Nietzsche’s God is Dead is perhaps the single most provocative statement that permeates common understanding and makes every young and modern atheist drool like Pavlov’s dogs. Used in pop cultures like worn out concert tees enduring ages of torments and misunderstandings, this statement sparks debates or ends discussions when done by folks who are unfamiliar with the context.
In Nietzsche’s 1882 collection The Gay Science, he proclaimed “God is dead. God remains dead. And we have killed him. How shall we comfort ourselves, the murderers of all murderers?” after seeing that god and religion had been killed by science. The post-enlightenment era saw the dawn of a new thinking where humans get to decide who they are and what their purpose is. At least, that was how scientific explorations put us in perspective against the unbiased, vast universe. Yet humans, small and fragile, lose meanings altogether, falling into a dark existential crisis where the purpose of life feels so distant and detached to our everyday life. And while juggling between the ambitious scientific pursuits and the quiet pull of the solitary minds, we feel the heavy agony of finding meaning unto life without a meaningful death.
Here, Nietzsche explores every possibility of this new thought where humans take the driving wheel. But in the midst of this passionate discussion of the new thinking, I also can’t help but think that such existential crisis will rarely rise to the surface in community-centric societies. They’re too busy taking care of each other in their whole life that the meaning of life itself is shaped by people and relationships, and rarely by a solitary internal discussion. Here, blood ties are more than blood ties. I am you, you are me, they said. And it literally takes a village to, say, celebrate births and deaths. To search meanings from the beginning, while neglecting this essential bonds, is rather amusing.
From across the Indian Ocean, I’m seeing how Western philosophies swing from one extreme to another across centuries, like a restless pendulum. A zealot to God that justifies divine interventions, the great Enlightenment Era that puts science and humanity first, the Industrial Era that rewards our innate desires for power and wealth. Amidst thousands of years, pearls of wisdom are swept clean and then there’s a start over. A single thread of love that unites family and communities is losing its place, and reasons, until replaced by self-help books that are consumed by people hungry for love. And Nietzsche’s God is Dead, though a considerable weighty opinion for some, is a funny joke to others.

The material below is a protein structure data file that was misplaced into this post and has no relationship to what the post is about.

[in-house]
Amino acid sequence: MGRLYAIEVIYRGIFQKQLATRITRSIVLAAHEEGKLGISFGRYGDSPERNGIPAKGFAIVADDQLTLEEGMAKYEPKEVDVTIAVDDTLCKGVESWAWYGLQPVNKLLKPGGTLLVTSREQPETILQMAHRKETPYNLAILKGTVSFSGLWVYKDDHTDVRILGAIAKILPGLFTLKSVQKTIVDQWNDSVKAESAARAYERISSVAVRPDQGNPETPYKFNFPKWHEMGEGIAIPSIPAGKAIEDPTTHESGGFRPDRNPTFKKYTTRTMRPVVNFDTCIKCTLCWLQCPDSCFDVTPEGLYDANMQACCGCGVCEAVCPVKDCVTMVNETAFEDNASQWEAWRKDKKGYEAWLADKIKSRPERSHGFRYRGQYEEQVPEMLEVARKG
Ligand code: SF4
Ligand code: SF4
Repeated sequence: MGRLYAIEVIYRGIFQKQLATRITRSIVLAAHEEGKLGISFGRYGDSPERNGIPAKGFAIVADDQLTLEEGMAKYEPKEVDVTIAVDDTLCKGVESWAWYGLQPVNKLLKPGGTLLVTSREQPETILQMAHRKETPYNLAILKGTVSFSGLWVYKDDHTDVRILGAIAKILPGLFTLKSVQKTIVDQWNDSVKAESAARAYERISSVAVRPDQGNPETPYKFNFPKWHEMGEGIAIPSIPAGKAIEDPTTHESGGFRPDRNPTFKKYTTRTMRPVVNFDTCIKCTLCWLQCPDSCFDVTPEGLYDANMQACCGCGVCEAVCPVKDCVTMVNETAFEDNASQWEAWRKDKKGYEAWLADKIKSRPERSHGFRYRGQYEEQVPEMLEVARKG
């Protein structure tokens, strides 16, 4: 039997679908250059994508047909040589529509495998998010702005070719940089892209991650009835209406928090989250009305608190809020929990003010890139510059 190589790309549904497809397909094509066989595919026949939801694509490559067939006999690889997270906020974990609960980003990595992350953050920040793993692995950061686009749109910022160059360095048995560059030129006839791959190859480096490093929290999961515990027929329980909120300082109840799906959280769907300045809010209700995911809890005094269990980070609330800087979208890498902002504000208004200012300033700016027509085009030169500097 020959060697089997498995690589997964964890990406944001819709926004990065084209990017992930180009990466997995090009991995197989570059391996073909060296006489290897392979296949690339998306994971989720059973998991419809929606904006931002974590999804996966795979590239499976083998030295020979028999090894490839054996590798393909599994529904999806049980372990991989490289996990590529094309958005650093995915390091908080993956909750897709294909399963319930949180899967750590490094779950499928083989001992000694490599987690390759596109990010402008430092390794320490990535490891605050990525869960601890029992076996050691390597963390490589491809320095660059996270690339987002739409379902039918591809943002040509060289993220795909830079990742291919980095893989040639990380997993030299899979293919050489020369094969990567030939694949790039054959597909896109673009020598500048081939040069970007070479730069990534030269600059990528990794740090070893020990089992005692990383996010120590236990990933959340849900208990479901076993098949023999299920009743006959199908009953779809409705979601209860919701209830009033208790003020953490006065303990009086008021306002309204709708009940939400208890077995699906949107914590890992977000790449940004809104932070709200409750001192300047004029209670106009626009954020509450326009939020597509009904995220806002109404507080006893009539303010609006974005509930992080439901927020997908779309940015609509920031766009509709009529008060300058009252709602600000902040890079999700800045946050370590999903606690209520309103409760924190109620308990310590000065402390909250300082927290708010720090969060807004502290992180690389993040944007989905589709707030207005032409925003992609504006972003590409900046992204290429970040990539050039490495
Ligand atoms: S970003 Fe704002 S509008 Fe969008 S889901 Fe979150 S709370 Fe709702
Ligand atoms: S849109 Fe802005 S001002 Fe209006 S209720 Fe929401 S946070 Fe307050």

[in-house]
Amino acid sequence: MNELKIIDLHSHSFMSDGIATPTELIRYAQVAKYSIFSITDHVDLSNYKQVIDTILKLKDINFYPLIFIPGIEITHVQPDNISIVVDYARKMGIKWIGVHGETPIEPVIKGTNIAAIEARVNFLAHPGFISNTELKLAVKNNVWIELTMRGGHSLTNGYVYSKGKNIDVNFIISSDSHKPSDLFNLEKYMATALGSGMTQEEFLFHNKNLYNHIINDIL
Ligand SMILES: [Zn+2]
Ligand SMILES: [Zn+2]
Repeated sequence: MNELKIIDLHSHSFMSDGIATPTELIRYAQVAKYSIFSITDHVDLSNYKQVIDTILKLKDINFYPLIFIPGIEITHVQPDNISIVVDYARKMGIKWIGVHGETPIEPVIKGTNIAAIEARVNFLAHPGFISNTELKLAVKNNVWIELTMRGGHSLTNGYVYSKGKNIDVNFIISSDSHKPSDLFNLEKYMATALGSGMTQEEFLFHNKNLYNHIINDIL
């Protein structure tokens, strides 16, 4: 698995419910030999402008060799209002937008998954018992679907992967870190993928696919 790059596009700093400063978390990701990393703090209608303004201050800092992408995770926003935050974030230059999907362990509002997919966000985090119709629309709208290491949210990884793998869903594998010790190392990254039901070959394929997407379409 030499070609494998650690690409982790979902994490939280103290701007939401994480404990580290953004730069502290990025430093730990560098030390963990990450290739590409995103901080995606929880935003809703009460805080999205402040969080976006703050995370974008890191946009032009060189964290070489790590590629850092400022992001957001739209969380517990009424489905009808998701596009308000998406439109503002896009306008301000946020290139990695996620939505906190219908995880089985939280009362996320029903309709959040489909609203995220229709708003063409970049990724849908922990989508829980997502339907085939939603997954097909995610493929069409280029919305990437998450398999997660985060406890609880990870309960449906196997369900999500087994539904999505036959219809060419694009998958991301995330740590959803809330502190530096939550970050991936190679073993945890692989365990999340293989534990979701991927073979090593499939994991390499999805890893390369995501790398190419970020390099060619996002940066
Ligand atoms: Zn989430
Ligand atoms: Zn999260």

Conversely, on seeing Western values, I too, try to be more cautious about using them as a framework to reflect on what’s going on here in the East. Because not everything will make sense when seen from a Western perspective. Neither better nor more accurate. These values and ideas are bound to a rather specific place and time, a setting that complements their purpose. A worldwide cultural imperialism (in the West) might jeopardize the spiritual details in our everyday life, like scientific pursuits did to a religious calling. But stare far and long enough and you’ll begin to see the charms of distant stars. Take the words—Nietzsche’s words—and put it against the backdrop of history and social context, and a clearer understanding will rise to the surface.
Top this off with Maria Popova’s endearing testament to our state of understanding:
“We’ve been infected with this kind of pathological impatience that makes us want to have the knowledge but not do the work of claiming it. I mean, the true material of knowledge is meaning. And the meaningful is the opposite of the trivial. And the only thing that we should have gleaned by skimming and skipping forward is really trivia. And the only way to glean knowledge is contemplation. And the road to that is time. There’s nothing else. It’s just time.”